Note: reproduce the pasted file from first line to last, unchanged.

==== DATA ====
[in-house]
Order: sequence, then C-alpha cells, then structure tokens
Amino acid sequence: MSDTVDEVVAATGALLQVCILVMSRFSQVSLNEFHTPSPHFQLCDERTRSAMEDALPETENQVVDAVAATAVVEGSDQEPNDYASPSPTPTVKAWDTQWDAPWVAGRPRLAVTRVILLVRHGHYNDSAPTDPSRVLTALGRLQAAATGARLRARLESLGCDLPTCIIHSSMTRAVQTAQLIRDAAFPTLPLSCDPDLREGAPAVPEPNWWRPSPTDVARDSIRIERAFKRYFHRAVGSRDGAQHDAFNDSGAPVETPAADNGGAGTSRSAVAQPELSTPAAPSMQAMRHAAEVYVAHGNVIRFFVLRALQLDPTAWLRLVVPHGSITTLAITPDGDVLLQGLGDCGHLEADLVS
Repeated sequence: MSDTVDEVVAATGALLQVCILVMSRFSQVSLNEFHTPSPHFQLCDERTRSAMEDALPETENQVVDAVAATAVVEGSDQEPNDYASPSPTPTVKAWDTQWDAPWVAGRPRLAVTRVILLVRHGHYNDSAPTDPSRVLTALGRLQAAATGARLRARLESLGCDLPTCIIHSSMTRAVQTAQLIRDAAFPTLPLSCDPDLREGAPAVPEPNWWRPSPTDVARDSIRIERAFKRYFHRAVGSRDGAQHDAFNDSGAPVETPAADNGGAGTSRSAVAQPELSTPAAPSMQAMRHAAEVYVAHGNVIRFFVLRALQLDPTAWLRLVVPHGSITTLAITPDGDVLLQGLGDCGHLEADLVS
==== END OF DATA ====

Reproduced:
[in-house]
Order: sequence, then C-alpha cells, then structure tokens
Amino acid sequence: MSDTVDEVVAATGALLQVCILVMSRFSQVSLNEFHTPSPHFQLCDERTRSAMEDALPETENQVVDAVAATAVVEGSDQEPNDYASPSPTPTVKAWDTQWDAPWVAGRPRLAVTRVILLVRHGHYNDSAPTDPSRVLTALGRLQAAATGARLRARLESLGCDLPTCIIHSSMTRAVQTAQLIRDAAFPTLPLSCDPDLREGAPAVPEPNWWRPSPTDVARDSIRIERAFKRYFHRAVGSRDGAQHDAFNDSGAPVETPAADNGGAGTSRSAVAQPELSTPAAPSMQAMRHAAEVYVAHGNVIRFFVLRALQLDPTAWLRLVVPHGSITTLAITPDGDVLLQGLGDCGHLEADLVS
Repeated sequence: MSDTVDEVVAATGALLQVCILVMSRFSQVSLNEFHTPSPHFQLCDERTRSAMEDALPETENQVVDAVAATAVVEGSDQEPNDYASPSPTPTVKAWDTQWDAPWVAGRPRLAVTRVILLVRHGHYNDSAPTDPSRVLTALGRLQAAATGARLRARLESLGCDLPTCIIHSSMTRAVQTAQLIRDAAFPTLPLSCDPDLREGAPAVPEPNWWRPSPTDVARDSIRIERAFKRYFHRAVGSRDGAQHDAFNDSGAPVETPAADNGGAGTSRSAVAQPELSTPAAPSMQAMRHAAEVYVAHGNVIRFFVLRALQLDPTAWLRLVVPHGSITTLAITPDGDVLLQGLGDCGHLEADLVS